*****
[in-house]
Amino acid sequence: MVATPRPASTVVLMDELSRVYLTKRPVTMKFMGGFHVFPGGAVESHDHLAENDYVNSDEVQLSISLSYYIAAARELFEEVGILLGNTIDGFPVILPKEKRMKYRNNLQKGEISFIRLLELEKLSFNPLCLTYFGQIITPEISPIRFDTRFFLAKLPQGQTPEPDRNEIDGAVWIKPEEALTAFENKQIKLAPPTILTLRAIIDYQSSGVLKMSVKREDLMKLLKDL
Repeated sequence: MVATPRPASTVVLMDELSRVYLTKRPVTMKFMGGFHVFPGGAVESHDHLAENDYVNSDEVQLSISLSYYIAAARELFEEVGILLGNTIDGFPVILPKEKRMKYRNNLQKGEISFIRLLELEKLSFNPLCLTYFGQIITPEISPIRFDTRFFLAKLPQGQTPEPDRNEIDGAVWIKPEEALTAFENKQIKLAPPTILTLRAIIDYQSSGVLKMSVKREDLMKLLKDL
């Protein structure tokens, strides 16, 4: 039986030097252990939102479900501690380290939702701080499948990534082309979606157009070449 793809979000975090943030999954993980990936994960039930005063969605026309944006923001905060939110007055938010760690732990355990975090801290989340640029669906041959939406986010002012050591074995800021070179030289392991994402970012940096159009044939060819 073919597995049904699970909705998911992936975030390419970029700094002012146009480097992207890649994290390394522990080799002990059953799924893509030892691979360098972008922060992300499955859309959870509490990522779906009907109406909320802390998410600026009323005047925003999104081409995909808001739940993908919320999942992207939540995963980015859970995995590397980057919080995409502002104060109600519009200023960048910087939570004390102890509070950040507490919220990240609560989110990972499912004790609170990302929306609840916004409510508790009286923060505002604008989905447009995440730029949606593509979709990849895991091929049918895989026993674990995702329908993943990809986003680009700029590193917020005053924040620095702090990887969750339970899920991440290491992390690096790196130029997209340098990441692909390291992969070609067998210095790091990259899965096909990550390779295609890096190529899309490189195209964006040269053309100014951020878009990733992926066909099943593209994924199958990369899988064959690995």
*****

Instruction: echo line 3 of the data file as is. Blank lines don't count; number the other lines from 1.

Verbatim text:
Repeated sequence: MVATPRPASTVVLMDELSRVYLTKRPVTMKFMGGFHVFPGGAVESHDHLAENDYVNSDEVQLSISLSYYIAAARELFEEVGILLGNTIDGFPVILPKEKRMKYRNNLQKGEISFIRLLELEKLSFNPLCLTYFGQIITPEISPIRFDTRFFLAKLPQGQTPEPDRNEIDGAVWIKPEEALTAFENKQIKLAPPTILTLRAIIDYQSSGVLKMSVKREDLMKLLKDL